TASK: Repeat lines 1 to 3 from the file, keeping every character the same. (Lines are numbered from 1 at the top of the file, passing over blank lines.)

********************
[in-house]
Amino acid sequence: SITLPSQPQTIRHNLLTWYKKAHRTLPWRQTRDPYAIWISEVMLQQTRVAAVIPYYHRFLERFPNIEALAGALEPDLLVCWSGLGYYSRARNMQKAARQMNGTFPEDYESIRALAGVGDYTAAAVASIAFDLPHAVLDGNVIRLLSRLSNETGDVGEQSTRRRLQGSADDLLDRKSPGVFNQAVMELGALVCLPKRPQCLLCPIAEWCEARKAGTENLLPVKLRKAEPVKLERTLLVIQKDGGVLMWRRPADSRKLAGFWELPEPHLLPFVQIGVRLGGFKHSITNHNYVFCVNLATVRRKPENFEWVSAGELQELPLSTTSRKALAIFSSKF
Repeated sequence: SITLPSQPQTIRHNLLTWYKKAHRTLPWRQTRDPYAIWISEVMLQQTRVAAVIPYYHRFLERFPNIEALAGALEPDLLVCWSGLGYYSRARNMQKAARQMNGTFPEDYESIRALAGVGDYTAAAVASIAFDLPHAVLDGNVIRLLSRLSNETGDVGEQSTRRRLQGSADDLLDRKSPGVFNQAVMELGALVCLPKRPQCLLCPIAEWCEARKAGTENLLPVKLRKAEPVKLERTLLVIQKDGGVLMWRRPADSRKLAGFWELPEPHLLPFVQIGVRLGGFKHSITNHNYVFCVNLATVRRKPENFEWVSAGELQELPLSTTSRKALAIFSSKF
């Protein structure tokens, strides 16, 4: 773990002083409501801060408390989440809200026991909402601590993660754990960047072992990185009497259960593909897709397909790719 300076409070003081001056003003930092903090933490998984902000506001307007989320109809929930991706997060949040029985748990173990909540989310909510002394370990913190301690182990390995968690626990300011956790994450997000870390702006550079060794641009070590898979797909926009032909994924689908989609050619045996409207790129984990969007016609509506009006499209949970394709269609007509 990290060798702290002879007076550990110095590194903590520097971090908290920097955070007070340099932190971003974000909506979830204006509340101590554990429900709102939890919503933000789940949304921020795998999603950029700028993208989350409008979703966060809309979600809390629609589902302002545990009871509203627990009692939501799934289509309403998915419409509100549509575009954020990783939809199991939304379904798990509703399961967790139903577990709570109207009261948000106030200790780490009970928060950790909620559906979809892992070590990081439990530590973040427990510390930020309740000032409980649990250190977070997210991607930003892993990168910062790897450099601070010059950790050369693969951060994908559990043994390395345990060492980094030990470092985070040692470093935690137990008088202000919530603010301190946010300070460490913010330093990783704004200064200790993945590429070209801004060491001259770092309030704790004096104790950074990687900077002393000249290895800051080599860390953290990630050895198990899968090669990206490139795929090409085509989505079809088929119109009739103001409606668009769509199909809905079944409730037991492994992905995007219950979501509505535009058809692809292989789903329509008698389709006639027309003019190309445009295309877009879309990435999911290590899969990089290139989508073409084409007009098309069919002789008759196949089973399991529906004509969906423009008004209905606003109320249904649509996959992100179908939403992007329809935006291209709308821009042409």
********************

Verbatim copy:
[in-house]
Amino acid sequence: SITLPSQPQTIRHNLLTWYKKAHRTLPWRQTRDPYAIWISEVMLQQTRVAAVIPYYHRFLERFPNIEALAGALEPDLLVCWSGLGYYSRARNMQKAARQMNGTFPEDYESIRALAGVGDYTAAAVASIAFDLPHAVLDGNVIRLLSRLSNETGDVGEQSTRRRLQGSADDLLDRKSPGVFNQAVMELGALVCLPKRPQCLLCPIAEWCEARKAGTENLLPVKLRKAEPVKLERTLLVIQKDGGVLMWRRPADSRKLAGFWELPEPHLLPFVQIGVRLGGFKHSITNHNYVFCVNLATVRRKPENFEWVSAGELQELPLSTTSRKALAIFSSKF
Repeated sequence: SITLPSQPQTIRHNLLTWYKKAHRTLPWRQTRDPYAIWISEVMLQQTRVAAVIPYYHRFLERFPNIEALAGALEPDLLVCWSGLGYYSRARNMQKAARQMNGTFPEDYESIRALAGVGDYTAAAVASIAFDLPHAVLDGNVIRLLSRLSNETGDVGEQSTRRRLQGSADDLLDRKSPGVFNQAVMELGALVCLPKRPQCLLCPIAEWCEARKAGTENLLPVKLRKAEPVKLERTLLVIQKDGGVLMWRRPADSRKLAGFWELPEPHLLPFVQIGVRLGGFKHSITNHNYVFCVNLATVRRKPENFEWVSAGELQELPLSTTSRKALAIFSSKF